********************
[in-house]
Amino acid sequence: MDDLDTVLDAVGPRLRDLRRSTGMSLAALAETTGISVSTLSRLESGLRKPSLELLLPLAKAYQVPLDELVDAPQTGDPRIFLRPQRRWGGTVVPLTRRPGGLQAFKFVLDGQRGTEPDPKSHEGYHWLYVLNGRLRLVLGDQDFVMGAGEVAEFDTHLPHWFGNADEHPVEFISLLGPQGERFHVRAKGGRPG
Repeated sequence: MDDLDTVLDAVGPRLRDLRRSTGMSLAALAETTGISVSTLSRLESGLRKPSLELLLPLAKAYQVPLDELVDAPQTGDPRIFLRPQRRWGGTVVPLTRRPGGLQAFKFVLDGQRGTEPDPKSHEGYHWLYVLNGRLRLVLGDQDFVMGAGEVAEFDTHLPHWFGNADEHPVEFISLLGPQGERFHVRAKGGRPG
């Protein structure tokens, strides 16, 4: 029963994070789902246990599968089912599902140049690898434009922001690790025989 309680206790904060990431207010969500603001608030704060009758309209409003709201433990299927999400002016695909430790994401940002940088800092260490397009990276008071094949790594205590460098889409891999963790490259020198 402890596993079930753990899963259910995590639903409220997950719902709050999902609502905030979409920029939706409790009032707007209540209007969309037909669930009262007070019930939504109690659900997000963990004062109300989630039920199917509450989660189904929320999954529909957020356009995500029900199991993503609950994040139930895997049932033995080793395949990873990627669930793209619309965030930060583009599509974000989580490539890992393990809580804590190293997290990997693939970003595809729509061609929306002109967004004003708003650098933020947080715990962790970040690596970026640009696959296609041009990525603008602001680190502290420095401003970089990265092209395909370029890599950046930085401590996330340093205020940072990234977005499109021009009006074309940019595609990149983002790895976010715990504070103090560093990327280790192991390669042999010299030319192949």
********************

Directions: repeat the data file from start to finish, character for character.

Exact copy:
[in-house]
Amino acid sequence: MDDLDTVLDAVGPRLRDLRRSTGMSLAALAETTGISVSTLSRLESGLRKPSLELLLPLAKAYQVPLDELVDAPQTGDPRIFLRPQRRWGGTVVPLTRRPGGLQAFKFVLDGQRGTEPDPKSHEGYHWLYVLNGRLRLVLGDQDFVMGAGEVAEFDTHLPHWFGNADEHPVEFISLLGPQGERFHVRAKGGRPG
Repeated sequence: MDDLDTVLDAVGPRLRDLRRSTGMSLAALAETTGISVSTLSRLESGLRKPSLELLLPLAKAYQVPLDELVDAPQTGDPRIFLRPQRRWGGTVVPLTRRPGGLQAFKFVLDGQRGTEPDPKSHEGYHWLYVLNGRLRLVLGDQDFVMGAGEVAEFDTHLPHWFGNADEHPVEFISLLGPQGERFHVRAKGGRPG
């Protein structure tokens, strides 16, 4: 029963994070789902246990599968089912599902140049690898434009922001690790025989 309680206790904060990431207010969500603001608030704060009758309209409003709201433990299927999400002016695909430790994401940002940088800092260490397009990276008071094949790594205590460098889409891999963790490259020198 402890596993079930753990899963259910995590639903409220997950719902709050999902609502905030979409920029939706409790009032707007209540209007969309037909669930009262007070019930939504109690659900997000963990004062109300989630039920199917509450989660189904929320999954529909957020356009995500029900199991993503609950994040139930895997049932033995080793395949990873990627669930793209619309965030930060583009599509974000989580490539890992393990809580804590190293997290990997693939970003595809729509061609929306002109967004004003708003650098933020947080715990962790970040690596970026640009696959296609041009990525603008602001680190502290420095401003970089990265092209395909370029890599950046930085401590996330340093205020940072990234977005499109021009009006074309940019595609990149983002790895976010715990504070103090560093990327280790192991390669042999010299030319192949």